India is at last showing a measure of urgency in strengthening its railway links with neighbouring Nepal. Starting this December, a passenger train service will connect Jayanagr in Bihar with Kurtha in south-eastern Nepal, a distance of 34 kilometres. The cost of the project is Rs. 5.5 billion. This is in addition to plans to link Kathmandu with Raxaul in Bihar, decided in principle earlier between the two governments.
When it comes to firming up historical links with Nepal, Delhi should have been miles ahead of Beijing. The spiritual, cultural, religious, economic and political links between the two neighbours could not be closer. As observers have noted, no other country in the world in many respects resembles India more than Nepal does. Yet, bilateral relations between the two currently remain somewhat uneasy as both countries feel that certain unfinished business must be settled first.
The trouble began with the massive earthquake in Nepal in 2015. Much of the country was laid to waste. The great reconstruction still continues several years after. India moved in with aid but the over-eagerness and big brotherly behaviour of some officials offended Nepalese sentiments even at the hour of crisis. Kathmandu appealed publicly to India not to supervise local relief operations. Observers put this down to the generally assertive behaviour of some of India’s top policymakers’ post 2014, whose swaggering approach deeply offended the common people. Nepal’s experience was typical, not exceptional.
Enter China from the north, assuring emergency supplies through Tibet. Later supplies also resumed from India, but the damage had been done. Despite a visit by Nepalese Prime minister KP Sharma Oli and Sushma Swaraj’s trips to Delhi and Kathmandu, the old bonhomie was missing. The simplest of gestures and its timely, unconditional assistance during Nepal’s hour of need ensured a major diplomatic advance for China, while India squandered most of its built-in advantage.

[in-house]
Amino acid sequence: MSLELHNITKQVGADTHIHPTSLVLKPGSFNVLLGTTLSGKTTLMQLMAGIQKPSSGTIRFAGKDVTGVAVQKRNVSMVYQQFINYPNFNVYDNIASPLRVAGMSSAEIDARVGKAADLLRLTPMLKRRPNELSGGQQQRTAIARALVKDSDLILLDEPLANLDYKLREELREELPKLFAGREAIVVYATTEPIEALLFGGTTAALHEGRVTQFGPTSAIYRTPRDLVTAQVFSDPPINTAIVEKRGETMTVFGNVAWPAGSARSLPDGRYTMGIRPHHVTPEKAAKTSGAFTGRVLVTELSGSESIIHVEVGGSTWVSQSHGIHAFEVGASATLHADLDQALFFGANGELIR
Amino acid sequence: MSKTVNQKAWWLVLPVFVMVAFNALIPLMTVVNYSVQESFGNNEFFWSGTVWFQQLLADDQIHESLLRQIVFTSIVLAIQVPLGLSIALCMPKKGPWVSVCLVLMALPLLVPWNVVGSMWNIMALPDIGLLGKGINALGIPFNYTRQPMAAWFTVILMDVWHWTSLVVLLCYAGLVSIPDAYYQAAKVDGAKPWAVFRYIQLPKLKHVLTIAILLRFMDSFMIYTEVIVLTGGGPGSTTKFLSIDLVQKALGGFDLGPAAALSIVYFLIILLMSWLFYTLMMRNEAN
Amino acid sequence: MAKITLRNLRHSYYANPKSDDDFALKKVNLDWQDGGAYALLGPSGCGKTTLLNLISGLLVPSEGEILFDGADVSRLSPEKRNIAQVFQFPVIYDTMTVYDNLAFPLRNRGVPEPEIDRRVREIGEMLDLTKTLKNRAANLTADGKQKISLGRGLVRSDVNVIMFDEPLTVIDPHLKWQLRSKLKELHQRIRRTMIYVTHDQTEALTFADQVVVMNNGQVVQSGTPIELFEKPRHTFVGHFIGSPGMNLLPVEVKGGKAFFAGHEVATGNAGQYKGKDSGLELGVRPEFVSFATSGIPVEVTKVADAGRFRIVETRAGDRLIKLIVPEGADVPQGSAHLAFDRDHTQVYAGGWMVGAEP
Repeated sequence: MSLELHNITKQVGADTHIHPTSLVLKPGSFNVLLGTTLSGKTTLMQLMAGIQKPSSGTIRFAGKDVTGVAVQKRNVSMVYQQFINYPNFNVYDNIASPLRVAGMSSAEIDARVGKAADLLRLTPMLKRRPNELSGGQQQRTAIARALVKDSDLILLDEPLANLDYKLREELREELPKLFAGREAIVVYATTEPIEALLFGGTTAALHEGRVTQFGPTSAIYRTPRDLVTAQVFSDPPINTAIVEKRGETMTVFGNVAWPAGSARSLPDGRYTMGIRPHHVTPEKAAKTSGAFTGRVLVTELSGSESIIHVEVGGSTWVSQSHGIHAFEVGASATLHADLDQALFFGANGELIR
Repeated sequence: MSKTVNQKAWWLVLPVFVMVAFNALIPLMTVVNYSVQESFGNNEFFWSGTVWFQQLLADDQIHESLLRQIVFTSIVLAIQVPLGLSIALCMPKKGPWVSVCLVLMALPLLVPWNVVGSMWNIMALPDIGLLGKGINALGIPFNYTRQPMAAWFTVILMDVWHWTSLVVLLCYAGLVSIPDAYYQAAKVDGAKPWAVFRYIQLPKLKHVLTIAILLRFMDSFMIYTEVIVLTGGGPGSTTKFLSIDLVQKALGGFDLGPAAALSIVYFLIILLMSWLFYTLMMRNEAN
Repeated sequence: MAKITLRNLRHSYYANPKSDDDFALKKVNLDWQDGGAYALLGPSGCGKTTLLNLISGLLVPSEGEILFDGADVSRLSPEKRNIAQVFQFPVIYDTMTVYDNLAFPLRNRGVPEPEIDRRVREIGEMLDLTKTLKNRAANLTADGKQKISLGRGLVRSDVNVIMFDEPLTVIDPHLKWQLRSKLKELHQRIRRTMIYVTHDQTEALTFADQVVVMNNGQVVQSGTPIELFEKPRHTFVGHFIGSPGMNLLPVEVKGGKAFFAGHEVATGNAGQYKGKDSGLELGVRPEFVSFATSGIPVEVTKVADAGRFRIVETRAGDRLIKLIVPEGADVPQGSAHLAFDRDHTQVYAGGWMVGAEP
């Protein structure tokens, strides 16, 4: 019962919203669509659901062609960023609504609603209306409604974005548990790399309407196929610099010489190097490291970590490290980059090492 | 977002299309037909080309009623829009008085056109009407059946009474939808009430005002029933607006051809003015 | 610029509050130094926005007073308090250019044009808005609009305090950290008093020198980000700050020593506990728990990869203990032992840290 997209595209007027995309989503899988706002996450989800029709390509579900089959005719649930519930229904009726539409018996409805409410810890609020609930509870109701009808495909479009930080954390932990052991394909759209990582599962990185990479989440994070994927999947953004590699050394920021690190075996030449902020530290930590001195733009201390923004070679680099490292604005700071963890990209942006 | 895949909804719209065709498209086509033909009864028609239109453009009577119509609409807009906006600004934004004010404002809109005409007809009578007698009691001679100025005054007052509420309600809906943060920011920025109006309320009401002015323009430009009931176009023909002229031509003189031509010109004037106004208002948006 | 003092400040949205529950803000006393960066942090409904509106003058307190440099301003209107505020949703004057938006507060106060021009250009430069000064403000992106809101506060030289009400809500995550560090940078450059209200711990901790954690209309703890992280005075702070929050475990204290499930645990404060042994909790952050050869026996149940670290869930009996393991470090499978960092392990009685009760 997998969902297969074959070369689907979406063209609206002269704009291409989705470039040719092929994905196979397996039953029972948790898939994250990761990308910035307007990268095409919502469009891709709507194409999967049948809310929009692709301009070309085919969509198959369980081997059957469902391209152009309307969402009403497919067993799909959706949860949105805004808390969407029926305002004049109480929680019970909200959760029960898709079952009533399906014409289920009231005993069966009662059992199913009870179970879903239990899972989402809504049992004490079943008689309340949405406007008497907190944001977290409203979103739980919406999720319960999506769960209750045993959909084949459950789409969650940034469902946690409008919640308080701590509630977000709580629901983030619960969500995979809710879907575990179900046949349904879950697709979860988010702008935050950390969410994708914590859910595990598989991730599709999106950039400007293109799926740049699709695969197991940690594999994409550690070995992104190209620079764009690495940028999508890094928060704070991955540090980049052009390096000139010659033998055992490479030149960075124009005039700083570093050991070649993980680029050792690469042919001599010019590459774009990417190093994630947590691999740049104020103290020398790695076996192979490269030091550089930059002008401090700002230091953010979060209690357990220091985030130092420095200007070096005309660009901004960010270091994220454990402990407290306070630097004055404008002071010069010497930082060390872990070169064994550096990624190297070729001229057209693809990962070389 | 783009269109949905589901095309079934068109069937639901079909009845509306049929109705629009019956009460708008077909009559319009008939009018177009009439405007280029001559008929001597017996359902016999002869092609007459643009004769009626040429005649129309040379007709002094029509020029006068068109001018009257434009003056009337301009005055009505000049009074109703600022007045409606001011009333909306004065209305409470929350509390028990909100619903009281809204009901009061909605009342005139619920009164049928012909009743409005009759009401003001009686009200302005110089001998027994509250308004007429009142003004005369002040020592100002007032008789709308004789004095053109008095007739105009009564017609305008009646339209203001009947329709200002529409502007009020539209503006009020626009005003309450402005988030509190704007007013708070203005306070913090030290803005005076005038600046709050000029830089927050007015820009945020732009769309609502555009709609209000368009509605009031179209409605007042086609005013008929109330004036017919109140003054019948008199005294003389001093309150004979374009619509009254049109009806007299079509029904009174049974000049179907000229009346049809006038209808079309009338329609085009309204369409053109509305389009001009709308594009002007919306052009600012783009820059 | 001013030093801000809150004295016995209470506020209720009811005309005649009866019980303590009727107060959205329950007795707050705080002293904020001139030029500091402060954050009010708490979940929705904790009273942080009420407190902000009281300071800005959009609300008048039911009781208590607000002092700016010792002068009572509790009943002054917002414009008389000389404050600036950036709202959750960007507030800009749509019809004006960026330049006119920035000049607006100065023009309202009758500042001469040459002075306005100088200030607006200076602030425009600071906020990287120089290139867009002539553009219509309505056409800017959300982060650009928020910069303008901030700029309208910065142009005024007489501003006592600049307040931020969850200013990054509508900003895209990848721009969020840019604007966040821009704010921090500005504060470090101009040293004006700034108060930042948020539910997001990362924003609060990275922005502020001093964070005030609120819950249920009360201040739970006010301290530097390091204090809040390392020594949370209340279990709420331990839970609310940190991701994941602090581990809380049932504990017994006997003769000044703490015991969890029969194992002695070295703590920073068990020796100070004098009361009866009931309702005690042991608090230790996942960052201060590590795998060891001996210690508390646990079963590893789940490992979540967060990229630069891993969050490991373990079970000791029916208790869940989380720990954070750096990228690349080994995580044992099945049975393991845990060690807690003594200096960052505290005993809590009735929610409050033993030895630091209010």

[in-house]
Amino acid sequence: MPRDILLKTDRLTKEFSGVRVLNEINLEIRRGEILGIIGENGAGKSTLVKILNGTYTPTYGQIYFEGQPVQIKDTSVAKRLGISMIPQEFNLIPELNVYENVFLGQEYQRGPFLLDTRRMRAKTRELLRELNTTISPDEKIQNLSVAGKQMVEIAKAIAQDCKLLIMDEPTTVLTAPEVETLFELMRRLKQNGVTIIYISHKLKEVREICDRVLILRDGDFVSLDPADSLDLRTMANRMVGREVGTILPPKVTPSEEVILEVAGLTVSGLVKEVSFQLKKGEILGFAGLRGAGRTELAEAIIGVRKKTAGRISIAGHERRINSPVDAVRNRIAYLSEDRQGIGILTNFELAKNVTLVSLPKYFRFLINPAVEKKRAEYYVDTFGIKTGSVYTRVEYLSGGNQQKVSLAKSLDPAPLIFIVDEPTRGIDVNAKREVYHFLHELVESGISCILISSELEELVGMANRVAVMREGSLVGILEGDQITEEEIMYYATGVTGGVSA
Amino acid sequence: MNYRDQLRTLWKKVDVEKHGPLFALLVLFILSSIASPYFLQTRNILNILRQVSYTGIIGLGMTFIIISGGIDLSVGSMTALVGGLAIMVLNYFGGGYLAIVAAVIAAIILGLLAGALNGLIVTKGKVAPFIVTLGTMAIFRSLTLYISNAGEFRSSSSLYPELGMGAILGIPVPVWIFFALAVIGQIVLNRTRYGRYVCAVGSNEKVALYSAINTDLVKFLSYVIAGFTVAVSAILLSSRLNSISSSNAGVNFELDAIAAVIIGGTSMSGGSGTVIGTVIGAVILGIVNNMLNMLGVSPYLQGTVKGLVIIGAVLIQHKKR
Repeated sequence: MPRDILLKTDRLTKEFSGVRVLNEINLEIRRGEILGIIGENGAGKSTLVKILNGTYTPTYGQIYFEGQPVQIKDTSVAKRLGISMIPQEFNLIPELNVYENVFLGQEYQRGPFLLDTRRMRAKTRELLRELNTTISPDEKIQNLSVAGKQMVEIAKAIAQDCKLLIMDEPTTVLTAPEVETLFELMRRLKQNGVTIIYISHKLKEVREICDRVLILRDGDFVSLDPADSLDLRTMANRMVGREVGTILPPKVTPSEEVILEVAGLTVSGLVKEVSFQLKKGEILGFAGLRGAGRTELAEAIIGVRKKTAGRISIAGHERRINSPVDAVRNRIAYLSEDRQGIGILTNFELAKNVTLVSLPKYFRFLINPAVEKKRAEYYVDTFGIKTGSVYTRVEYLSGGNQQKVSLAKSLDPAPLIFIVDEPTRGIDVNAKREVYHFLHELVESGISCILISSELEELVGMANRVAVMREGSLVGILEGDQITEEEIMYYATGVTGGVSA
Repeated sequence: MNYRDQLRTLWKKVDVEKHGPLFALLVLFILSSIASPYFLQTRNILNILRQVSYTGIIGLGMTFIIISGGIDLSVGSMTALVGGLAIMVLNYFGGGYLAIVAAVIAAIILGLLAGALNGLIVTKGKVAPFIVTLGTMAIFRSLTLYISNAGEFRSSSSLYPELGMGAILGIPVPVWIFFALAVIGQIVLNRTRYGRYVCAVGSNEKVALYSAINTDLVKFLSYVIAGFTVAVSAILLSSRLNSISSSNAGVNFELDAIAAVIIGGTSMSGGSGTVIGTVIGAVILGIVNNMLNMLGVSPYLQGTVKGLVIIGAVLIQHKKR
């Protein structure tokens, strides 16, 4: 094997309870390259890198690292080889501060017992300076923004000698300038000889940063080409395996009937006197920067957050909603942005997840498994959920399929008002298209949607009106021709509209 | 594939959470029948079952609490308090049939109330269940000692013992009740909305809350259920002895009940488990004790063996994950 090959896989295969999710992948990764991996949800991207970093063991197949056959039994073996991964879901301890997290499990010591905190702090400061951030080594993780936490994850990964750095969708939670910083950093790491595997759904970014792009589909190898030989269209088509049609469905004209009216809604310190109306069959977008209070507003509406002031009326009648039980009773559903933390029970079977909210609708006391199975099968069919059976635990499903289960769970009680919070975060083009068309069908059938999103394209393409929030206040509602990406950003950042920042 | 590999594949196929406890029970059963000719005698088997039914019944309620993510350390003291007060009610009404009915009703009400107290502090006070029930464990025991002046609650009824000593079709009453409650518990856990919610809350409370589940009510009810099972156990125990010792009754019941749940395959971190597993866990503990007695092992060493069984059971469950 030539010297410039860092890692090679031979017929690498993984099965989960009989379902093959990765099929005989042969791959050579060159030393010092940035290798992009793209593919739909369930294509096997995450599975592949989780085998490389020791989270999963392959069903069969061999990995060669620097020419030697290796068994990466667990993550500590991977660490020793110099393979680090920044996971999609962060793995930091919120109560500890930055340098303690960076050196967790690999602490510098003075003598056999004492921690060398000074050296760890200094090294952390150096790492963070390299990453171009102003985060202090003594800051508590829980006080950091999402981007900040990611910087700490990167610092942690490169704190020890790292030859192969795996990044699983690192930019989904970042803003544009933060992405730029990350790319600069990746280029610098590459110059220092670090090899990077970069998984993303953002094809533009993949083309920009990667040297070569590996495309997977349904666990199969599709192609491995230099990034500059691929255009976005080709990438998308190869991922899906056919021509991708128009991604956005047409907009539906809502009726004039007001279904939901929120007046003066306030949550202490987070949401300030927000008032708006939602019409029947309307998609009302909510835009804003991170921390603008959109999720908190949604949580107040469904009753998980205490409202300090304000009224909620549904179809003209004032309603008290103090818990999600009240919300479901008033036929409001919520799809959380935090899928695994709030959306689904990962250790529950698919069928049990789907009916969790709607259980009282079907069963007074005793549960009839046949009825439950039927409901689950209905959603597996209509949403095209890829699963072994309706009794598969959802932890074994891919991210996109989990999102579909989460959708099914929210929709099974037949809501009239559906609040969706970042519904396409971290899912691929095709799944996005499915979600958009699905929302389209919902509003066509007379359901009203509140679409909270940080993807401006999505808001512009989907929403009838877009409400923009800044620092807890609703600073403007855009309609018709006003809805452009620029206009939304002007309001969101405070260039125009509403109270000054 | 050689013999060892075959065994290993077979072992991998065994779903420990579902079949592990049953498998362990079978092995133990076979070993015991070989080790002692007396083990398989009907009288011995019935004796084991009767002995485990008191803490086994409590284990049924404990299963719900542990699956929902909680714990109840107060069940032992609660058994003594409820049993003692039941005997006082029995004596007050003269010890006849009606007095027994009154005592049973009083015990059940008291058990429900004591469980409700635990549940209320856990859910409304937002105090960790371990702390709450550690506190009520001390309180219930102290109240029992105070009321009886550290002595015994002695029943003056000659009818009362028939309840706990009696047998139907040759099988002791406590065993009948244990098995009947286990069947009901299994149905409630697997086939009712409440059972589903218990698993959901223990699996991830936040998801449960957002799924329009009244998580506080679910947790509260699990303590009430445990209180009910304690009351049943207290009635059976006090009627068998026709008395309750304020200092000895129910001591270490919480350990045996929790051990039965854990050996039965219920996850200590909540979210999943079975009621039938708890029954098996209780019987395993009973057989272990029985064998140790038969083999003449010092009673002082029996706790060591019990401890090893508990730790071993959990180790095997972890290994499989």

The other factor that keeps China ahead is the speedy implementation of agreements with other countries. As soon as Nepal agreed to join China’s ambitious one-belt-one-road project, by agreeing to link Kathmandu by rail to Lhasa in Tibet, Beijing announced plans to complete the project and make it operational by 2020.
Not to be left behind, India played catch-up. It also agreed to prioritise work on the proposed link between Raxaul in Bihar and Kathmandu.
The difference is that when the Nepal PM sought a timeline from India about completing the linkage, Delhi could only confirm that the preliminary survey itself would be completed by 2019, without specifying how long it would take to make the line operational.
Now it appears that all troubles are over. The latest developments can safely be termed a new beginning of Indo-Nepal relations. One can only hope that in the future India will show the same degree of maturity when dealing with neighbours.